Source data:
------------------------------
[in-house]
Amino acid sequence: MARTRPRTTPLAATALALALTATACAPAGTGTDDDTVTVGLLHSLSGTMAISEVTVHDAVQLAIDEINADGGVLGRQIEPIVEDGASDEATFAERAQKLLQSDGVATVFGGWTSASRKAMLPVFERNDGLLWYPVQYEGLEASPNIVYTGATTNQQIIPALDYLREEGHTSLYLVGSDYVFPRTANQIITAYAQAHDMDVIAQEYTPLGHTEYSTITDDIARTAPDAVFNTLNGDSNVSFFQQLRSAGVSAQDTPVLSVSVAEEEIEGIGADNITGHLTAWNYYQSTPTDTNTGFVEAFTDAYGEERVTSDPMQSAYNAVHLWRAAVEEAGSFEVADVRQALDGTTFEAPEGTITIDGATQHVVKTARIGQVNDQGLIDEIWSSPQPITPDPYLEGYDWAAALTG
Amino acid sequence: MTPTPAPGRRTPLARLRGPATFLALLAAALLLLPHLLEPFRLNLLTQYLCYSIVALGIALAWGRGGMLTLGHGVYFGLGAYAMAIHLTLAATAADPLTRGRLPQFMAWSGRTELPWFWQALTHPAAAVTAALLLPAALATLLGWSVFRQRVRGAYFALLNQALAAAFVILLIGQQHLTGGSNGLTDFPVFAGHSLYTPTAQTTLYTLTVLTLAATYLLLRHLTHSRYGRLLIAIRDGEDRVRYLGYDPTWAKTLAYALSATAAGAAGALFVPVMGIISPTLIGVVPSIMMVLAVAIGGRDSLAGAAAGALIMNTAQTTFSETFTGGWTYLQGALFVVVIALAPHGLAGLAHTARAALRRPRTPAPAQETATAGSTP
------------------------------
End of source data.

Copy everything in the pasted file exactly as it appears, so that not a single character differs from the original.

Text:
[in-house]
Amino acid sequence: MARTRPRTTPLAATALALALTATACAPAGTGTDDDTVTVGLLHSLSGTMAISEVTVHDAVQLAIDEINADGGVLGRQIEPIVEDGASDEATFAERAQKLLQSDGVATVFGGWTSASRKAMLPVFERNDGLLWYPVQYEGLEASPNIVYTGATTNQQIIPALDYLREEGHTSLYLVGSDYVFPRTANQIITAYAQAHDMDVIAQEYTPLGHTEYSTITDDIARTAPDAVFNTLNGDSNVSFFQQLRSAGVSAQDTPVLSVSVAEEEIEGIGADNITGHLTAWNYYQSTPTDTNTGFVEAFTDAYGEERVTSDPMQSAYNAVHLWRAAVEEAGSFEVADVRQALDGTTFEAPEGTITIDGATQHVVKTARIGQVNDQGLIDEIWSSPQPITPDPYLEGYDWAAALTG
Amino acid sequence: MTPTPAPGRRTPLARLRGPATFLALLAAALLLLPHLLEPFRLNLLTQYLCYSIVALGIALAWGRGGMLTLGHGVYFGLGAYAMAIHLTLAATAADPLTRGRLPQFMAWSGRTELPWFWQALTHPAAAVTAALLLPAALATLLGWSVFRQRVRGAYFALLNQALAAAFVILLIGQQHLTGGSNGLTDFPVFAGHSLYTPTAQTTLYTLTVLTLAATYLLLRHLTHSRYGRLLIAIRDGEDRVRYLGYDPTWAKTLAYALSATAAGAAGALFVPVMGIISPTLIGVVPSIMMVLAVAIGGRDSLAGAAAGALIMNTAQTTFSETFTGGWTYLQGALFVVVIALAPHGLAGLAHTARAALRRPRTPAPAQETATAGSTP